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A conversation with the EAPP award winners

An interview

This year in Zadar, Croatia, EAPP career awards were presented to four influential researchers in the field of personality psychology. René Mõttus and Christian Kandler both received an early achievement award, Vassilis Saroglou received the mid-career award, and Jüri Allik was presented the life-time achievement reward. We had the opportunity to talk to these great researchers about their research, winning an EAPP award, and the future of personality research. 

Check out the clips below and read on to learn more about René Mõttus, Christian Kandler (left picture), Vassilis Saroglou, and Jüri Allik (right picture)!

Q: Can you tell me a little about yourself and your work?

Christian: I was born in 1982. I’m happily married and a father of two lovely sons. I started my PhD in 2007 at the Bielefeld University and finished it in 2010. I have been a post doc researcher with different academic functions at the Bielefeld University until I reached the venia legendi for psychology in 2017. Then I moved to the Medical School Berlin for a professorship position in psychology of personality and individual differences.

My research topics are primarily related to two basic questions of personality research: What is personality and what are the patterns and sources of its development? I have a broad perspective on personality, which includes more than temperament-related and descriptive concepts such as the Big Five. I wanted to find out which the necessary characteristics are that define our relatively stable and heritable core of our personality. Nevertheless, I often use basic descriptive concepts to investigate the patterns and sources of personality development. Here, I’m trying to develop designs and models to capture the interplay between genetic factors and environmental circumstances accounting for the development, stability, and change of personality differences. Beyond these major themes, I am interested in the study of the sources of differences in life chances and the assessment of leisure interests as well as the role of its realization in leisure time for well-being.

Jüri: I was born and spent the first two decades of my academic career in what Ronald Reagan called the “Evil Empire”. When Hans Eysenck tried to convince people that the left-wing authoritarianism is not much different from the right-wing one, many liberals thought that he was out of his mind. In his autobiography Rebel with a Cause (1997) he wrote: “It is almost impossible for anyone who has not lived in totalitarian society to imagine what life is like” (p. 50). As an example, two of my closest friends Jaan Valsiner (now at the University of Aalborg) and Ehtibar Dzhafarov (Purdue University) managed to defect from the Soviet Union which gave to the KGB, the secret police, an idea, and they were right, that I would follow their example if an opportunity would open to me. They did everything to keep me from this temptation until the largest geopolitical tragedy entered its final days and my own first 40 years of life vanished into the past.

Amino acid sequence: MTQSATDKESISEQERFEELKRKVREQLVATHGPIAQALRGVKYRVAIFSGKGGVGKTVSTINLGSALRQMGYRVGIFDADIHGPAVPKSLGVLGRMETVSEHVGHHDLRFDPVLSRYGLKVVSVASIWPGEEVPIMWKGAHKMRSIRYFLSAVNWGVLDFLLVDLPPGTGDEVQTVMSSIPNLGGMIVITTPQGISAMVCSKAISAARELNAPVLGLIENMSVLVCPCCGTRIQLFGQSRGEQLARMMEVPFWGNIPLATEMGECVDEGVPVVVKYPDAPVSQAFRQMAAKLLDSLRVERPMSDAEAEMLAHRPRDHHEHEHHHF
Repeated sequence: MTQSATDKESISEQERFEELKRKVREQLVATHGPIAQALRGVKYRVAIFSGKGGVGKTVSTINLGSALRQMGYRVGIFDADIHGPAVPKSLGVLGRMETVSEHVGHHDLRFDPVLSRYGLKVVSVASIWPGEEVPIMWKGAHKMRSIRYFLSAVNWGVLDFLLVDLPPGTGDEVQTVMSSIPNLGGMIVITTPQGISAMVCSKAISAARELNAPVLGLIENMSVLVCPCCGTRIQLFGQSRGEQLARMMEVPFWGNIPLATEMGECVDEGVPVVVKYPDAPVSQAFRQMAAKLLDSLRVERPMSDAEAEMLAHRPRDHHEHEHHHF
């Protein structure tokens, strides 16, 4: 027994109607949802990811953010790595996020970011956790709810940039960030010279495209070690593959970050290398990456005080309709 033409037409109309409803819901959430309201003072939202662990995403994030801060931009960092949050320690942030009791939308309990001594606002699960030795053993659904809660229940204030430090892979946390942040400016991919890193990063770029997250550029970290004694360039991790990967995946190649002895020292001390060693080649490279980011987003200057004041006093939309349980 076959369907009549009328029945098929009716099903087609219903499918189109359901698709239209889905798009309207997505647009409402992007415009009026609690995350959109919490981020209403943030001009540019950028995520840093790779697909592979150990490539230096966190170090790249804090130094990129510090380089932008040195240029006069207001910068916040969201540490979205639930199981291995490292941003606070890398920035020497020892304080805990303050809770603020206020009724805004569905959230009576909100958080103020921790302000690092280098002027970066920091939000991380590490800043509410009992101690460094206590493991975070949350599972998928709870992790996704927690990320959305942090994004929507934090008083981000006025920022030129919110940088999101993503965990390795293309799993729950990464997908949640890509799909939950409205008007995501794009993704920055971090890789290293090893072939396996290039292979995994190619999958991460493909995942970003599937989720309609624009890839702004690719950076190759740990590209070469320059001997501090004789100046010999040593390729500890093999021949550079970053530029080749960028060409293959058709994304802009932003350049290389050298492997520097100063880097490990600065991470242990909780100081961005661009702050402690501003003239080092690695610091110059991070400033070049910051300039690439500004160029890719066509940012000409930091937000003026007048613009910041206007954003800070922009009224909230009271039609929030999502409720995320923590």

The same year as my graduation from the high school, psychology teaching was restored at the University of Tartu. Because the main Soviet dogma was an unquestionable superiority of the Marxist psychology over a mindless fact collection in the degraded Western psychology, I looked for an area as far as possible from the political rhetoric which I despised. Fortunately, Vladimir Zintchenko (1931-2014), who later became my supervisor and mentor, was invited to Tartu for a course of lectures about his recent studies on visual perception. Many of his brilliant experiments were described in his Russian book, which was soon translated into English (Formation of Visual Images, Springer, 1972). My soul was sold to this area when I learned that stabilized retinal image vanishes from perception but can nevertheless be prevented from disappearing by changing the color which switches from one type of receptors to another.

Probably my first success was developing a new electromagnetic eye movement recording method, with my good friend Aavo Luuk and colleagues from Lithuania and Russia, which remains the only one allowing to record eye movement behind the closed eyelids [1]. We were first to measure precisely what is known as the Bell’s reflex—upward movement of the eye during the eyelid closure. This was not a ground-breaking discovery, but we enjoyed ourselves moving on an uncharted territory.